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biofilm

    Handbook of hygiene control in the food
    industry
    Biofilm risks

    Introduction: biofilm formation and detection

    Biofilm formation, sampling and detection methods, pathogens in biofilms, persistent and non-persistent microbes, prevention of biofilm formation and biofilm removal as well as future trends in biofilm control in the food industry.

    Microbes that inhabit contact and environmental sites in food processing are mostly harmful because microbial communities in the wrong places lead to contamination of surfaces and of the product produced in the process.

    This study showed that the slow-growing strains covered tested surfaces with 2±4% biofilm in 10 days; fast biofilm producers had already covered the whole surface in 2 days.

    In addition to the problems in food industry, biofilm formation also causes problems in food-related systems, e.g. industrial water systems as well as the paper and packaging industry.

    On the positive side, however, biofilms have also been applied successively in food-related processes, e.g. in brewing and in water treatment .

    Factors affecting biofilm formation

    In order to be able to survive hostile environmental factors such as heat and chemicals, microbes in micro colonies have a tendency to form protective extracellular matrices, which mainly consist of polysaccharides and glyco- proteins, and are called biofilms.

    The microcolony formation is the first stage in biofilm formation, which occurs under suitable conditions on any surface ± both inert and living.

    Microbes can start up this formation when there is water or moisture available.

    Physical parameters such as fluid flow rate, charge, hydrophobicity and micro-topography of the surface material affect the attachment of cells to the surface.

    Cells must overcome the energy-intensive repulsion barrier, which affects the particle surfaces.

     Bacteria with pili could conceivably overcome this barrier to achieve micro-colonisation and biofilm formation.

    It has been found that temperatures below 50°C promote biofilm formation.

    In the food industry, equipment design plays the most important role in combating(نبرد) biofilm formations.

    The choice of materials and their surface treatments as well as roughness, e.g. grinding and polishing, are important factors for inhibiting the formation of biofilm and making surfaces easier to clean.

    Treating surface materials so that they reject biofilms can be performed actively to remove or passively to retard biofilm reoccurrence.

    The cleanliness of surfaces, training of personnel and good manufacturing and design practices are the most important tools in combating biofilm problems in the food industry.

    Biofilm formation on food processing surfaces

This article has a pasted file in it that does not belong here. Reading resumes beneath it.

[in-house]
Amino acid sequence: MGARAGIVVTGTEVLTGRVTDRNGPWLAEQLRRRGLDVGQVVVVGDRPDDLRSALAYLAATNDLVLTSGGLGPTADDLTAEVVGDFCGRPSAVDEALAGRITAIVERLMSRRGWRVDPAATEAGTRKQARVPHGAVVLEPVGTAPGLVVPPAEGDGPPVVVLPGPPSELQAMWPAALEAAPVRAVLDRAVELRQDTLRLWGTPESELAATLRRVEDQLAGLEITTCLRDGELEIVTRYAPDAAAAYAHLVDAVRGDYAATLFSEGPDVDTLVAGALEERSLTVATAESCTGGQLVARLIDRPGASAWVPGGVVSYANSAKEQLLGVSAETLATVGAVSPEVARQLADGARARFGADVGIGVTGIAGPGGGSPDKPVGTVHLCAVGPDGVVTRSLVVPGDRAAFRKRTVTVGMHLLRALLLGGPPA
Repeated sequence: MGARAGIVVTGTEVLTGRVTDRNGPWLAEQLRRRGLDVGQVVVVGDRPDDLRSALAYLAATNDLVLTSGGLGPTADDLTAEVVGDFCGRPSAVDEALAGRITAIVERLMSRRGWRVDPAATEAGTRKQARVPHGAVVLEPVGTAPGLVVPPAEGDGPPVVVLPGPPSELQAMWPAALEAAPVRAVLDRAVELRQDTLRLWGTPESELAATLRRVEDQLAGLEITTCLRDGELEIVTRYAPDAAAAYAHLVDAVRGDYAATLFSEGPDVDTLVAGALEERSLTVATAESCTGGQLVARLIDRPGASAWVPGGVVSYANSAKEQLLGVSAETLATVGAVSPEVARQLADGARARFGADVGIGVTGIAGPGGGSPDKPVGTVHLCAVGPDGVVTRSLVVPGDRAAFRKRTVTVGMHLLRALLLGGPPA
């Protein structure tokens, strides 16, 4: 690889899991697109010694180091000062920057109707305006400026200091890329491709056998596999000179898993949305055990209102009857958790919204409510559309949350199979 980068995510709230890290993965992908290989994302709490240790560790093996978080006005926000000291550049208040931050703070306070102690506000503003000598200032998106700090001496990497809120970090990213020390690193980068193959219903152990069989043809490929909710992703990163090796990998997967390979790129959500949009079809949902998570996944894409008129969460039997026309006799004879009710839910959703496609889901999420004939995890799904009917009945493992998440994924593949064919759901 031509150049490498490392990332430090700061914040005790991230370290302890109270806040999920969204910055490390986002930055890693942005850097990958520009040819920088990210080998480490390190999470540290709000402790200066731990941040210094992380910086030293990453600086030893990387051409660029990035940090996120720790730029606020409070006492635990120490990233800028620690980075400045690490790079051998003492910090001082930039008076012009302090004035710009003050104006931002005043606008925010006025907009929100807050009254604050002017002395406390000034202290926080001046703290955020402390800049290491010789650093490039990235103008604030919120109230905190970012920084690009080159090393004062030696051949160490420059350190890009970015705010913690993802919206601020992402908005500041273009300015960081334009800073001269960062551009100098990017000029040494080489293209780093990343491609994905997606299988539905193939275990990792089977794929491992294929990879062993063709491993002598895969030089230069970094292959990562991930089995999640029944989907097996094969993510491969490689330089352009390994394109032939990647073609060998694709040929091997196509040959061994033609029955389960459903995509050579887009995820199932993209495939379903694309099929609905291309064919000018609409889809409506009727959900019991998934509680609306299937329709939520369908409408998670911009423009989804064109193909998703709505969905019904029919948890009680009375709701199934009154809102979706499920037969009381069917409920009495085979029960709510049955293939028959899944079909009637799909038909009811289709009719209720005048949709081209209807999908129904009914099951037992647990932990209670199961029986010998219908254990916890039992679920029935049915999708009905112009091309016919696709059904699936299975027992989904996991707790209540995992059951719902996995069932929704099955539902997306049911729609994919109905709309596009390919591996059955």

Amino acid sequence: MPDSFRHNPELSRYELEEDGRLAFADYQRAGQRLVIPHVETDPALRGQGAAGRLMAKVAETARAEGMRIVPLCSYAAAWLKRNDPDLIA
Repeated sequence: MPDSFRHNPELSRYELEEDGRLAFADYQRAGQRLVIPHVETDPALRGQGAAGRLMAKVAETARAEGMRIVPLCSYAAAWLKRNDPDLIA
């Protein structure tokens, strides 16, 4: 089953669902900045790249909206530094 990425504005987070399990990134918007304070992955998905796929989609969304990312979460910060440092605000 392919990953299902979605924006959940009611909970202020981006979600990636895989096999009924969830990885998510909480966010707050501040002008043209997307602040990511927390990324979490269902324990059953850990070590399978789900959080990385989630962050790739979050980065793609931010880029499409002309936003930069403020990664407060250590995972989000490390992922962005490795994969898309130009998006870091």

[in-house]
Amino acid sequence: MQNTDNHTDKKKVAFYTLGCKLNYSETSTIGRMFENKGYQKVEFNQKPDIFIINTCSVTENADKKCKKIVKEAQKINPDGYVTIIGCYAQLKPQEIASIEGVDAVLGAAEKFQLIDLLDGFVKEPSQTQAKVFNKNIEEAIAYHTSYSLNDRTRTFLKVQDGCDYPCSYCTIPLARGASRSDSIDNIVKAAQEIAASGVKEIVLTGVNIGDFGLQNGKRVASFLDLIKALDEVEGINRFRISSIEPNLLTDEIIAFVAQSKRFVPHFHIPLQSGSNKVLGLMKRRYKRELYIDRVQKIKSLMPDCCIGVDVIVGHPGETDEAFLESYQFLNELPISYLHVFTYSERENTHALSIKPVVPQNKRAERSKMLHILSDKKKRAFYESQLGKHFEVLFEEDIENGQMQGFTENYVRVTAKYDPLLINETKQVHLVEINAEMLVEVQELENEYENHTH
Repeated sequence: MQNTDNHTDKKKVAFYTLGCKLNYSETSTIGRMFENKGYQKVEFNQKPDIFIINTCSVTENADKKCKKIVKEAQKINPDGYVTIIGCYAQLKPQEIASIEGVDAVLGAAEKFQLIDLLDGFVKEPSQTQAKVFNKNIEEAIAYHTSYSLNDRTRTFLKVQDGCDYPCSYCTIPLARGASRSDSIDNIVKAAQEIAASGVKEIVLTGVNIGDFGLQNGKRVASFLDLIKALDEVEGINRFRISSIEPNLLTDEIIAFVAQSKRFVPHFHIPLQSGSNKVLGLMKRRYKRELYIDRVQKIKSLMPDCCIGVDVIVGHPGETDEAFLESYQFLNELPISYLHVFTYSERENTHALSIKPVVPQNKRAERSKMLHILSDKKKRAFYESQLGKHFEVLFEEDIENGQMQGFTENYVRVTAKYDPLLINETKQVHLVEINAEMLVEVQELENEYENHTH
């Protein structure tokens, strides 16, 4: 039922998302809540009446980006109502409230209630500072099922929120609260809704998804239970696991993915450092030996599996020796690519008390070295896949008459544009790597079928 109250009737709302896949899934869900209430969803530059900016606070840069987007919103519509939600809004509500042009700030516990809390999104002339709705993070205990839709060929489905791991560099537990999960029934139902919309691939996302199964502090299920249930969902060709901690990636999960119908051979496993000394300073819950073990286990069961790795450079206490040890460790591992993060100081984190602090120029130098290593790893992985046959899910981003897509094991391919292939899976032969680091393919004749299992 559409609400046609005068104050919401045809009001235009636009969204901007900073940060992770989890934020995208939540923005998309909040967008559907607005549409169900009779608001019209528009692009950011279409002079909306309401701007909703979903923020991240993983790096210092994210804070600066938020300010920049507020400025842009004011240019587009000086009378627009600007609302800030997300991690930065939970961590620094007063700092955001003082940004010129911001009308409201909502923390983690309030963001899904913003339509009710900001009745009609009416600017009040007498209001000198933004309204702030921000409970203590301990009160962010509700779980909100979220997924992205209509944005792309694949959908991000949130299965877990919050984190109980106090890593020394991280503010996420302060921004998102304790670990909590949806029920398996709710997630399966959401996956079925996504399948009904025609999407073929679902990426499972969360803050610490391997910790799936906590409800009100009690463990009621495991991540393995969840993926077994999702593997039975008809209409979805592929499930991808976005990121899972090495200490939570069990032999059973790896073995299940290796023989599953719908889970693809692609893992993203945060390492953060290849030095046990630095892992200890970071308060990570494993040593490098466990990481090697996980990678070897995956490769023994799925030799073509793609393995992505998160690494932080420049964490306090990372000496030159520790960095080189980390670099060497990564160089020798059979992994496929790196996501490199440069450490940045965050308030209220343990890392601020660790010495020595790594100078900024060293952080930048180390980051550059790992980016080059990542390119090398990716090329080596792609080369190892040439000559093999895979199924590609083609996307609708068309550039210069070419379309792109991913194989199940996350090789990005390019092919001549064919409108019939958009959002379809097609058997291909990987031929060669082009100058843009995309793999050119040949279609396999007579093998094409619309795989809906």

It is also important to remember that about 85±96% of a biofilm consists of water, which means that only 2±5% of the total biofilm volume is detectable on dry surfaces.

    Biofilm can generally be produced by any microbes under suitable conditions, although some microbes naturally have a higher tendency to produce biofilm than others.

    A biofilm consists of microbial cell clusters with a network of internal channels or voids in the extracellular polysaccharide and glycoprotein matrix.

     This allows nutrients and oxygen to be transported from the bulk liquid to the cells.

    It has been suggested that the mechanisms of microbial attachment and biofilm build-up occur in 2, 3,5 and eight-step processes.

    The two-step process is divided into reversible and irreversible biofilm formation.

    The reversible phase involves the association of cells near to but not in contact with the surface.

    Biofilm formation on food processing surfaces

    Cells associated with the surface synthesise exopolymers, which irreversibly bind the cells to the surface.

    Characklis described biofilm build-up using the following five steps:

    Biofilm formation on food processing surfaces

    1- transportation of cells to a wetted surface, absorption of the cells into a conditioning film, adhesion of microbial cells to the wetted surface, reaction of the cells in the biofilm and detachment of biofilm from the surface.

    Bryers and Weightman (1995) divided the biofilm build-up into the following eight steps:

    1-preconditioning of the surface by macromolecules, 2- transport of cells to the surface,3 and 4- reversible and irreversible adsorption to the surface, 5- cell replication, 6- transport of nutrients and metabolism, 7- production of extracellular polymers and, finally,8- detachment.

     

    Sampling and detection of biofilm formation in food processing sites

    Methods for studying biofilm formation include microbiological, chemical, microscopical and molecular biological methods.

    Practical methods for assessing microbes and organic soil on processing surfaces are needed to establish the optimal cleaning frequency of the equipment. 

    Hygiene monitoring is currently based on conventional cultivation using swabbing, rinsing or contact plates.

    Surface sampling can be improved by wetting the surface in advance.

     In methods that use swabs, sponges or something similar, the detachment of surface-bound microbes is a limiting factor.

    Sampling and detection of biofilm formation in food processing sites

    In the cultivation of biofilm microbes, it is important for the sample to be detached and mixed properly.

    Sampling and detection of biofilm formation in food processing sites